If the construction of semantic space was an organized process like the construction of physical space, more consensus documents are needed.
The real world, historical process of creating, promoting, and maintaining places for democracy to be conducted occurs in places and buildings around the world.
Democracy is also conducted at embassies around the world regardless of how many buildings you have.
Private enterprise has a role in democracy. The magnificent, spacious, new Newseum building is a place to discuss free speech, free press, and free spirit in sweeping and fine detail. See a construction movie of the building coming to life here. The purposefully transparent building is ideally located between the Capitol and White House to put the first amendment under a microscope.
Photo by Sam Kittner
The requirements for constructing and making democracy big and transparent in the digital world are harder to plan for and construct than the real world. In the real world property lines already exist and there is defined processes for building based upon where the building will stay. There is not a formalized system for public information to be built or stay in places yet.
To pretend public information were like public places made through contracts like buildings – the first document needed for any project would be a set of General Conditions defining the roles of typical project participants. It could be a diverse mix.
Tree of Life, Gustav Klimt at Krobs
AIA201 reduces the complexity of every project and the entire AEC industry to only 3 roles: Owner, Architect, and Contractor. The Architect’s drawings and specifications are directed exclusively to the attention of the Contractor. Yet, the Architect has no direct relationship with the Contractor except to certify the work is in compliance with the contract documents and design intent.
If you keep the basic structure of 3 roles but switch:
Owner = Public
Architect = Press
Contractor = Government
Excerpts from A201:
THE AGREEMENT IS BETWEEN:
Owner (public) and Contractor (democratic government), both the person or entity identified as such in the agreement and referred to throughout the Contract Documents as if singular in number.
But, what are the contract drawings and specifications?
GOVERNMENT IN THE ROLE OF CONTRACTOR TO THE PUBLIC, THE PRESS SERVING THE ROLE OF ARCHITECT:
The Contractor (democratic government) shall perform Work in accordance with the Contract Documents?
But, what are the performance requirements for public semantic spaces promoting democracy by enabling community voices?
What is the relationship between the public as Owner, the press as Architect, and democratic government as Contractor to define information exchange requirements?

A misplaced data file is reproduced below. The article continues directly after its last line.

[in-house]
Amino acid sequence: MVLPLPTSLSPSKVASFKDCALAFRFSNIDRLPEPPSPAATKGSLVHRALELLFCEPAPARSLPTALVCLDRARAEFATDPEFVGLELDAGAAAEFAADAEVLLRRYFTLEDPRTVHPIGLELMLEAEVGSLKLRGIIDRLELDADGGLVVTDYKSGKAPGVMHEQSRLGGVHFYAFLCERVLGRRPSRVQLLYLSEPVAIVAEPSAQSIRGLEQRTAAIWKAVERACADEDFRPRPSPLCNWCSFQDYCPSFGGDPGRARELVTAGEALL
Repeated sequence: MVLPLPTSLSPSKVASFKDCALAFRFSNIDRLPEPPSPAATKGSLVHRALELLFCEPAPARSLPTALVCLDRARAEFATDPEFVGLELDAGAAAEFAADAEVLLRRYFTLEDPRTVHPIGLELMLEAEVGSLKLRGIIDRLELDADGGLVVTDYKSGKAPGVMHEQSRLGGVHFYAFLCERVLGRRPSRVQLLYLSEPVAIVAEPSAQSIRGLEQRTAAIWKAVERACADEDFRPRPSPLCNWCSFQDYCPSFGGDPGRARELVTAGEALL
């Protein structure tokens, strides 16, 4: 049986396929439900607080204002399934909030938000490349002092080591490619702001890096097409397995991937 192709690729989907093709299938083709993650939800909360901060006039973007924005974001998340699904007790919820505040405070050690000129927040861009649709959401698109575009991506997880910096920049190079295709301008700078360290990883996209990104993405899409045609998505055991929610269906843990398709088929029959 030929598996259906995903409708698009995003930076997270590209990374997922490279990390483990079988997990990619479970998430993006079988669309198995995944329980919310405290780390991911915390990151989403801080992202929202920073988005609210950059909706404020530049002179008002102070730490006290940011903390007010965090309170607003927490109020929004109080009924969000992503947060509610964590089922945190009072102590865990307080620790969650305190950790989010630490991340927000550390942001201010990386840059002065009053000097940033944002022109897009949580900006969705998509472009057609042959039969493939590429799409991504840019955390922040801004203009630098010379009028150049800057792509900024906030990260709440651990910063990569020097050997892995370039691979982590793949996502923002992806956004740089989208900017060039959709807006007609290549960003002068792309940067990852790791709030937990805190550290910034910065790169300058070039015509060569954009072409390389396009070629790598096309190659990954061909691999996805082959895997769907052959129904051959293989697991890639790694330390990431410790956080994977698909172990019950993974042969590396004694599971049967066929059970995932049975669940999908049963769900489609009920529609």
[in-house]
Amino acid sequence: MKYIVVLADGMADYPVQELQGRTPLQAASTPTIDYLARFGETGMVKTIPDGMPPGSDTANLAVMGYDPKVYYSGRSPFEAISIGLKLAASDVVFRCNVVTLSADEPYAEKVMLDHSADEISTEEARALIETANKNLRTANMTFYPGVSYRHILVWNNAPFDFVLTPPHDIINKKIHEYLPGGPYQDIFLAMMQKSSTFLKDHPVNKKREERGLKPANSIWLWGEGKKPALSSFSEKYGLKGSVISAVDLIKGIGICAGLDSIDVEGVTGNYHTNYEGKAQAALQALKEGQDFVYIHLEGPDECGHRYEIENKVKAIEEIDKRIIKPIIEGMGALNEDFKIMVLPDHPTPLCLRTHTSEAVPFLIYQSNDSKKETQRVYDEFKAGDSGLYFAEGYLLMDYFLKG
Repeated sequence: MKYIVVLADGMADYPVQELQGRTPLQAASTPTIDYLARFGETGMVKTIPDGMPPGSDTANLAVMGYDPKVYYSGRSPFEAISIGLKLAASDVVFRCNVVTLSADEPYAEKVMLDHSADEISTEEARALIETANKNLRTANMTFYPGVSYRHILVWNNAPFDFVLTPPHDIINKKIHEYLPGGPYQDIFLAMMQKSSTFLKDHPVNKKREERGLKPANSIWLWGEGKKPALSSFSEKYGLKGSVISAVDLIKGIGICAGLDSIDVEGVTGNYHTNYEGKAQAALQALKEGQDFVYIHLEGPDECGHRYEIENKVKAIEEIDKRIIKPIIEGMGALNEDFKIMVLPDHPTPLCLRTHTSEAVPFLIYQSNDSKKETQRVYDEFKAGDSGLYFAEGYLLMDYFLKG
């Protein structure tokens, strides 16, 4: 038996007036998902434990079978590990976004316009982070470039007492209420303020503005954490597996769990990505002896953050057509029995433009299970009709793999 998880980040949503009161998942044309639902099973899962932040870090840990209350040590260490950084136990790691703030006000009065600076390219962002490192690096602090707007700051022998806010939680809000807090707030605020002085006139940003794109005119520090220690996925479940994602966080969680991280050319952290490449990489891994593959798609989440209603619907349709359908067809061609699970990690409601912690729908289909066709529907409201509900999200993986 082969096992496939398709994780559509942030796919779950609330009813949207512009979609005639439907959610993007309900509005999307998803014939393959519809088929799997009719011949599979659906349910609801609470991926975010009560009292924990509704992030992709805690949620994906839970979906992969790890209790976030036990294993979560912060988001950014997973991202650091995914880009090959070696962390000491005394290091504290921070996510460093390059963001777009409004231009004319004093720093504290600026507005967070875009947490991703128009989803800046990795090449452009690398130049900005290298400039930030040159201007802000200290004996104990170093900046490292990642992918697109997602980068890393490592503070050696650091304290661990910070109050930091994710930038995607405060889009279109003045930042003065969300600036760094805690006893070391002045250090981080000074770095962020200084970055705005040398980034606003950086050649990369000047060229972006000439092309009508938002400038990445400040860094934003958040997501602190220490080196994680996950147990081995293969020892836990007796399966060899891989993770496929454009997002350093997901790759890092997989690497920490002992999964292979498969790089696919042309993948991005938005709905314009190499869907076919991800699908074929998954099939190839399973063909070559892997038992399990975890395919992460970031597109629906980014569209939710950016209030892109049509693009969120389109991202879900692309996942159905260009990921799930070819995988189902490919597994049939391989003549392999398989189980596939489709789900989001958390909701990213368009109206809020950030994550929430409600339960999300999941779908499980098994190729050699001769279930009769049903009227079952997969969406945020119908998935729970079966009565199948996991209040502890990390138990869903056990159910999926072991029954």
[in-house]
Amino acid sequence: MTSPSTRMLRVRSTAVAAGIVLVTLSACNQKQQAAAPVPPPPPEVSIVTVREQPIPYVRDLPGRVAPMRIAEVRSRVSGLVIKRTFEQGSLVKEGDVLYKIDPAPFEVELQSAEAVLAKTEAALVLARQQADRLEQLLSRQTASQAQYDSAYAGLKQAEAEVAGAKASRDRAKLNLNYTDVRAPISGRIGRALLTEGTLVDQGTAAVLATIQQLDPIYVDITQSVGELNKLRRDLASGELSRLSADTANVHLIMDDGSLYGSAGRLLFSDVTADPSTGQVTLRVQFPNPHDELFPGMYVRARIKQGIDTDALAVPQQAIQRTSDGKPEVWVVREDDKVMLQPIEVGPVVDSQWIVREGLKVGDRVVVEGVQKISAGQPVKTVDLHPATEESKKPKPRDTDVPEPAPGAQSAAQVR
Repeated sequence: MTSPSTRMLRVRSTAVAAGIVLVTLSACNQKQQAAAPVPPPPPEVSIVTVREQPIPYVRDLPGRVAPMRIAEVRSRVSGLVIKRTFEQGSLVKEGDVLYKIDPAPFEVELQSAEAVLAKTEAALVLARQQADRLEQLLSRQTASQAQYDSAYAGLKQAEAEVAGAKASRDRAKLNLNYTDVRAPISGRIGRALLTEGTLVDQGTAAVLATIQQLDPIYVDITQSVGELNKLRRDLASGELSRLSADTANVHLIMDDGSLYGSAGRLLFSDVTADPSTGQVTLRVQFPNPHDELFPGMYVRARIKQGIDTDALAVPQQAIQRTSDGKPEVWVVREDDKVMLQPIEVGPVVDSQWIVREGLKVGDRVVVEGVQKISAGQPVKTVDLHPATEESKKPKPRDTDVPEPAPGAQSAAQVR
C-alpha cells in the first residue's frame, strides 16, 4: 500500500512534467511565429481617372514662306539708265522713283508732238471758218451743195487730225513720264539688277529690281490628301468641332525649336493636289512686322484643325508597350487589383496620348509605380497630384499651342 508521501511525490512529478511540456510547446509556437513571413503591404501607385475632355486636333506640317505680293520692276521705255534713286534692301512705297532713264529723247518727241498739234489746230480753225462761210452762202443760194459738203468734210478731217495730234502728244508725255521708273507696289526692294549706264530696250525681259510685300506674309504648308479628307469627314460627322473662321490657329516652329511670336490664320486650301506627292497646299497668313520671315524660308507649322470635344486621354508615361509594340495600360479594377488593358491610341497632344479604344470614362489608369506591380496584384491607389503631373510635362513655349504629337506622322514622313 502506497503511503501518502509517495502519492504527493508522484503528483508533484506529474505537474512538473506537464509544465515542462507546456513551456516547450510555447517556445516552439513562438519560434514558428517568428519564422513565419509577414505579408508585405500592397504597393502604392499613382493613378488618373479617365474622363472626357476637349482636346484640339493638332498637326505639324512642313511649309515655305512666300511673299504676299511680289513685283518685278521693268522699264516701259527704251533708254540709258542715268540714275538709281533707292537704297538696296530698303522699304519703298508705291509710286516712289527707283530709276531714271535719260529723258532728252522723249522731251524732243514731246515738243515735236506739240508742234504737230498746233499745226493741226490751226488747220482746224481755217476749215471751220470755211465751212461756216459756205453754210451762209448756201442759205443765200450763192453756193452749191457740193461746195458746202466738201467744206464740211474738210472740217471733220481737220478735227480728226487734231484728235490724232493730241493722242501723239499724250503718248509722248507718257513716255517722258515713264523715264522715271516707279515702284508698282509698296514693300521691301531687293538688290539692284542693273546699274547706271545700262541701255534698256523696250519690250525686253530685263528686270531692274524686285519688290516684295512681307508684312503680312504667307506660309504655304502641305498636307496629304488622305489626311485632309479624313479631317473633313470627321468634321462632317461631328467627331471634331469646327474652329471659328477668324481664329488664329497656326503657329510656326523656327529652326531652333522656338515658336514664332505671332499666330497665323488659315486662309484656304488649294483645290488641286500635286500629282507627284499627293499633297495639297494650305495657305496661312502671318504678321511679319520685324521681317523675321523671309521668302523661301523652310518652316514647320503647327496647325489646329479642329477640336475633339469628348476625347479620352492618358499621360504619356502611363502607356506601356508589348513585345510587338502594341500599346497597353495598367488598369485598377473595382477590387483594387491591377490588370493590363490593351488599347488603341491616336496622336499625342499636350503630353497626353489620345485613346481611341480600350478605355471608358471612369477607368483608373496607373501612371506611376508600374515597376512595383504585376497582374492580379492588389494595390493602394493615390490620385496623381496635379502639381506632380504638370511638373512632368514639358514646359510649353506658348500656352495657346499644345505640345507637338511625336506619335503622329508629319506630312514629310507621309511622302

A201cont: The Contractor (democratic government) shall not be relieved of obligations to perform the Work in accordance with the Contract Documents either by activities or duties of the Architect (press) in the Architect?s administration of the Contract (Constitution), or by tests, inspections or approvals required or performed by persons other than the Contractor (democratic government).
What should this information structure feel like when you are in this place?
What type of information structure would work best for a new democracy like Nigeria to thrive? What is comfortable? What gets things done? What worries and concerns are on their minds? What is the role of the local and world press in a city like Lagos? Can idealized information exchange structures be made to avoid reinventing the wheel and provide people in need with sustainable information designs?
CSI divisions lumped into groups, suggesting an order for standardizing data architecture construction documents:
General Conditions (broad definition of roles and legal requirements, typically stay the same to update every 10 years or so)
00 – Procurement & Contracting Requirements (typically removed after bid, reflected in the final construction documents and owner/contractor agreement)
01 – General Requirements (particular to specific projects)
02 – Existing Conditions
03 – Concrete
04 – Masonry
05 – Metals
06 – Wood, Plastics, and Composites
07 – Thermal & Moisture Protection
08 – Openings
09 – Finishes
10 – Specialties
11 – Equipment
12 – Furnishings
13 – Special Construction
14 – Conveying Equipment
21 – Fire Suppression
22 – Plumbing
23 – Heating, Ventilating, and Air-Conditioning (HVAC)
26 – Electrical
27 – Communications
28 – Electronic Safety and Security
31 – Earthwork
32 – Exterior Improvements
33 – Utilities